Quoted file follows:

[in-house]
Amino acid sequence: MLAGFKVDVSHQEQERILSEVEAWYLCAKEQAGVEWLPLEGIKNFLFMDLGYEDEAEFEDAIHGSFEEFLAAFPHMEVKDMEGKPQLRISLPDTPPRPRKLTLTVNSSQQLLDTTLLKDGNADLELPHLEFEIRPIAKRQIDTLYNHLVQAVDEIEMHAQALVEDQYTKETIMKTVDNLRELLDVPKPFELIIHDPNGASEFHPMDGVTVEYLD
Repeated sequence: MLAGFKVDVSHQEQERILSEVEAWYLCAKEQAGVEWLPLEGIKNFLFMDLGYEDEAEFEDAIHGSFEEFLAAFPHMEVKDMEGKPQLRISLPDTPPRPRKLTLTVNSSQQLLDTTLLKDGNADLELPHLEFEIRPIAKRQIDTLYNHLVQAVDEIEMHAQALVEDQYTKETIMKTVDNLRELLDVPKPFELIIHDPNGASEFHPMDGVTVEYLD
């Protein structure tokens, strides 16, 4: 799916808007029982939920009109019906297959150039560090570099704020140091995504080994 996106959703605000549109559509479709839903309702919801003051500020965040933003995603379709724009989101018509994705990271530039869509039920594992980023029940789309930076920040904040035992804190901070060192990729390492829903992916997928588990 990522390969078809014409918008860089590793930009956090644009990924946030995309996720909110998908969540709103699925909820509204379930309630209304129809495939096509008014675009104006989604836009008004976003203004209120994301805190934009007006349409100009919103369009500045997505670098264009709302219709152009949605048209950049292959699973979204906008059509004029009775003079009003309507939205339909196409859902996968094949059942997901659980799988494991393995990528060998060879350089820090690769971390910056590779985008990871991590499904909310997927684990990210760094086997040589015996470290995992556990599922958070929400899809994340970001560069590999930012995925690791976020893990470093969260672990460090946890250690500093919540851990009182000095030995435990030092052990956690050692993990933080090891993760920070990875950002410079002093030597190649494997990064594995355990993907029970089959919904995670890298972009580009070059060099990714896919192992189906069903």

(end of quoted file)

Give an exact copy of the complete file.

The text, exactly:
[in-house]
Amino acid sequence: MLAGFKVDVSHQEQERILSEVEAWYLCAKEQAGVEWLPLEGIKNFLFMDLGYEDEAEFEDAIHGSFEEFLAAFPHMEVKDMEGKPQLRISLPDTPPRPRKLTLTVNSSQQLLDTTLLKDGNADLELPHLEFEIRPIAKRQIDTLYNHLVQAVDEIEMHAQALVEDQYTKETIMKTVDNLRELLDVPKPFELIIHDPNGASEFHPMDGVTVEYLD
Repeated sequence: MLAGFKVDVSHQEQERILSEVEAWYLCAKEQAGVEWLPLEGIKNFLFMDLGYEDEAEFEDAIHGSFEEFLAAFPHMEVKDMEGKPQLRISLPDTPPRPRKLTLTVNSSQQLLDTTLLKDGNADLELPHLEFEIRPIAKRQIDTLYNHLVQAVDEIEMHAQALVEDQYTKETIMKTVDNLRELLDVPKPFELIIHDPNGASEFHPMDGVTVEYLD
């Protein structure tokens, strides 16, 4: 799916808007029982939920009109019906297959150039560090570099704020140091995504080994 996106959703605000549109559509479709839903309702919801003051500020965040933003995603379709724009989101018509994705990271530039869509039920594992980023029940789309930076920040904040035992804190901070060192990729390492829903992916997928588990 990522390969078809014409918008860089590793930009956090644009990924946030995309996720909110998908969540709103699925909820509204379930309630209304129809495939096509008014675009104006989604836009008004976003203004209120994301805190934009007006349409100009919103369009500045997505670098264009709302219709152009949605048209950049292959699973979204906008059509004029009775003079009003309507939205339909196409859902996968094949059942997901659980799988494991393995990528060998060879350089820090690769971390910056590779985008990871991590499904909310997927684990990210760094086997040589015996470290995992556990599922958070929400899809994340970001560069590999930012995925690791976020893990470093969260672990460090946890250690500093919540851990009182000095030995435990030092052990956690050692993990933080090891993760920070990875950002410079002093030597190649494997990064594995355990993907029970089959919904995670890298972009580009070059060099990714896919192992189906069903």